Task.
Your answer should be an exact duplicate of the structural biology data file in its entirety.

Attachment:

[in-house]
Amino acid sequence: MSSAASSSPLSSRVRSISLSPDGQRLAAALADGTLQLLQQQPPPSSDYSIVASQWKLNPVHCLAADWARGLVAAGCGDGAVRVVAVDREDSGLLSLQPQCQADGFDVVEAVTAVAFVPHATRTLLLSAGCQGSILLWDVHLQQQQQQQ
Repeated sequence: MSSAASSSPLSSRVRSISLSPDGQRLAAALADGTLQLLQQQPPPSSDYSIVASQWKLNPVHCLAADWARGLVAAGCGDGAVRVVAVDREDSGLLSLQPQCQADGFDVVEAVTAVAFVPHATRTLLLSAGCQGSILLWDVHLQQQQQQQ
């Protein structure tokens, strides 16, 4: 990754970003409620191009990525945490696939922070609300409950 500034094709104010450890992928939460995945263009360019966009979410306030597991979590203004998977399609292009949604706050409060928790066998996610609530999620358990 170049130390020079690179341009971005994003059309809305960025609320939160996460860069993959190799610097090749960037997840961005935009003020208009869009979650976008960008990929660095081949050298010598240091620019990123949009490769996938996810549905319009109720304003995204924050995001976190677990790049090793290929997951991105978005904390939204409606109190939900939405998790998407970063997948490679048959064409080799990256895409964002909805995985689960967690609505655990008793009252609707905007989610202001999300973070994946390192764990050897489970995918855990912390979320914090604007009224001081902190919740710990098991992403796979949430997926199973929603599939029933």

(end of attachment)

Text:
[in-house]
Amino acid sequence: MSSAASSSPLSSRVRSISLSPDGQRLAAALADGTLQLLQQQPPPSSDYSIVASQWKLNPVHCLAADWARGLVAAGCGDGAVRVVAVDREDSGLLSLQPQCQADGFDVVEAVTAVAFVPHATRTLLLSAGCQGSILLWDVHLQQQQQQQ
Repeated sequence: MSSAASSSPLSSRVRSISLSPDGQRLAAALADGTLQLLQQQPPPSSDYSIVASQWKLNPVHCLAADWARGLVAAGCGDGAVRVVAVDREDSGLLSLQPQCQADGFDVVEAVTAVAFVPHATRTLLLSAGCQGSILLWDVHLQQQQQQQ
């Protein structure tokens, strides 16, 4: 990754970003409620191009990525945490696939922070609300409950 500034094709104010450890992928939460995945263009360019966009979410306030597991979590203004998977399609292009949604706050409060928790066998996610609530999620358990 170049130390020079690179341009971005994003059309809305960025609320939160996460860069993959190799610097090749960037997840961005935009003020208009869009979650976008960008990929660095081949050298010598240091620019990123949009490769996938996810549905319009109720304003995204924050995001976190677990790049090793290929997951991105978005904390939204409606109190939900939405998790998407970063997948490679048959064409080799990256895409964002909805995985689960967690609505655990008793009252609707905007989610202001999300973070994946390192764990050897489970995918855990912390979320914090604007009224001081902190919740710990098991992403796979949430997926199973929603599939029933």